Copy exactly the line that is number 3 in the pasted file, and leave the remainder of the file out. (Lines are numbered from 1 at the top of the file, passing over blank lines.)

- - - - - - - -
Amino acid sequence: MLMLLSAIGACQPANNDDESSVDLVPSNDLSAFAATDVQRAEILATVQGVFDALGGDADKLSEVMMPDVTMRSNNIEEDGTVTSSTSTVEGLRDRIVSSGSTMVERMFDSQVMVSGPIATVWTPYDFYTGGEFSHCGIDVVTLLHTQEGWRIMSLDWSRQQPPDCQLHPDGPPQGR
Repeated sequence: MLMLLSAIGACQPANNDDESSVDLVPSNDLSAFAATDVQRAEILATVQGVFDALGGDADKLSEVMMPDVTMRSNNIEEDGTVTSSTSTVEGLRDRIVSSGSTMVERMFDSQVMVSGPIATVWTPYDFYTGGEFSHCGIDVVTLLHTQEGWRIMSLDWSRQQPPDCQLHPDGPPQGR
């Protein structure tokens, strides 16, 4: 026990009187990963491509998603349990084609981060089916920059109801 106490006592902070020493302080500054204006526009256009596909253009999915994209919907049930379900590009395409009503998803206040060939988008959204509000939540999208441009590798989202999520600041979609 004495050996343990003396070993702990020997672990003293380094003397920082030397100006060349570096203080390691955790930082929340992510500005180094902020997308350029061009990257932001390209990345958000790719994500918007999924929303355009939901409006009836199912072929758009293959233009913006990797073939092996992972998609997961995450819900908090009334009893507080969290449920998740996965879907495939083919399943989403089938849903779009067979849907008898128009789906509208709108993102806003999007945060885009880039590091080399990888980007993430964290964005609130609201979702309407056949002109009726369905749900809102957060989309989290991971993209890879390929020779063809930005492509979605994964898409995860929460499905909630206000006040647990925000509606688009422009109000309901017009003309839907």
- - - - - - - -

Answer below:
């Protein structure tokens, strides 16, 4: 026990009187990963491509998603349990084609981060089916920059109801 106490006592902070020493302080500054204006526009256009596909253009999915994209919907049930379900590009395409009503998803206040060939988008959204509000939540999208441009590798989202999520600041979609 004495050996343990003396070993702990020997672990003293380094003397920082030397100006060349570096203080390691955790930082929340992510500005180094902020997308350029061009990257932001390209990345958000790719994500918007999924929303355009939901409006009836199912072929758009293959233009913006990797073939092996992972998609997961995450819900908090009334009893507080969290449920998740996965879907495939083919399943989403089938849903779009067979849907008898128009789906509208709108993102806003999007945060885009880039590091080399990888980007993430964290964005609130609201979702309407056949002109009726369905749900809102957060989309989290991971993209890879390929020779063809930005492509979605994964898409995860929460499905909630206000006040647990925000509606688009422009109000309901017009003309839907």